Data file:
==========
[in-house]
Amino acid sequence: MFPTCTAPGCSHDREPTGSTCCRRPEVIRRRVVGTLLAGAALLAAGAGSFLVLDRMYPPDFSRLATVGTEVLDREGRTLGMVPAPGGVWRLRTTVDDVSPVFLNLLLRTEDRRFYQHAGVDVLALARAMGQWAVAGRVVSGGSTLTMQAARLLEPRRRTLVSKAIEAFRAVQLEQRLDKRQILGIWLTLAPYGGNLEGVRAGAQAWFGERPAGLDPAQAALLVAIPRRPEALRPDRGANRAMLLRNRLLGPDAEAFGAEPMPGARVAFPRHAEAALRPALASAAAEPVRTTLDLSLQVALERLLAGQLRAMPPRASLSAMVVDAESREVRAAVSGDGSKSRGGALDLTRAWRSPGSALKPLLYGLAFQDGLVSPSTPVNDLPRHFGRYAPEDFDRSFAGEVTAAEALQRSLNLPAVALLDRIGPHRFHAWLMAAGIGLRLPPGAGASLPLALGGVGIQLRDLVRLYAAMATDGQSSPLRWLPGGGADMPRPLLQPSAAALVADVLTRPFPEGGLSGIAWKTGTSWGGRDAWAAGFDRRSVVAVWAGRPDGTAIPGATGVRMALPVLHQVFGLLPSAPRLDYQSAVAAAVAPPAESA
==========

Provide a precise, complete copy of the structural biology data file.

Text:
[in-house]
Amino acid sequence: MFPTCTAPGCSHDREPTGSTCCRRPEVIRRRVVGTLLAGAALLAAGAGSFLVLDRMYPPDFSRLATVGTEVLDREGRTLGMVPAPGGVWRLRTTVDDVSPVFLNLLLRTEDRRFYQHAGVDVLALARAMGQWAVAGRVVSGGSTLTMQAARLLEPRRRTLVSKAIEAFRAVQLEQRLDKRQILGIWLTLAPYGGNLEGVRAGAQAWFGERPAGLDPAQAALLVAIPRRPEALRPDRGANRAMLLRNRLLGPDAEAFGAEPMPGARVAFPRHAEAALRPALASAAAEPVRTTLDLSLQVALERLLAGQLRAMPPRASLSAMVVDAESREVRAAVSGDGSKSRGGALDLTRAWRSPGSALKPLLYGLAFQDGLVSPSTPVNDLPRHFGRYAPEDFDRSFAGEVTAAEALQRSLNLPAVALLDRIGPHRFHAWLMAAGIGLRLPPGAGASLPLALGGVGIQLRDLVRLYAAMATDGQSSPLRWLPGGGADMPRPLLQPSAAALVADVLTRPFPEGGLSGIAWKTGTSWGGRDAWAAGFDRRSVVAVWAGRPDGTAIPGATGVRMALPVLHQVFGLLPSAPRLDYQSAVAAAVAPPAESA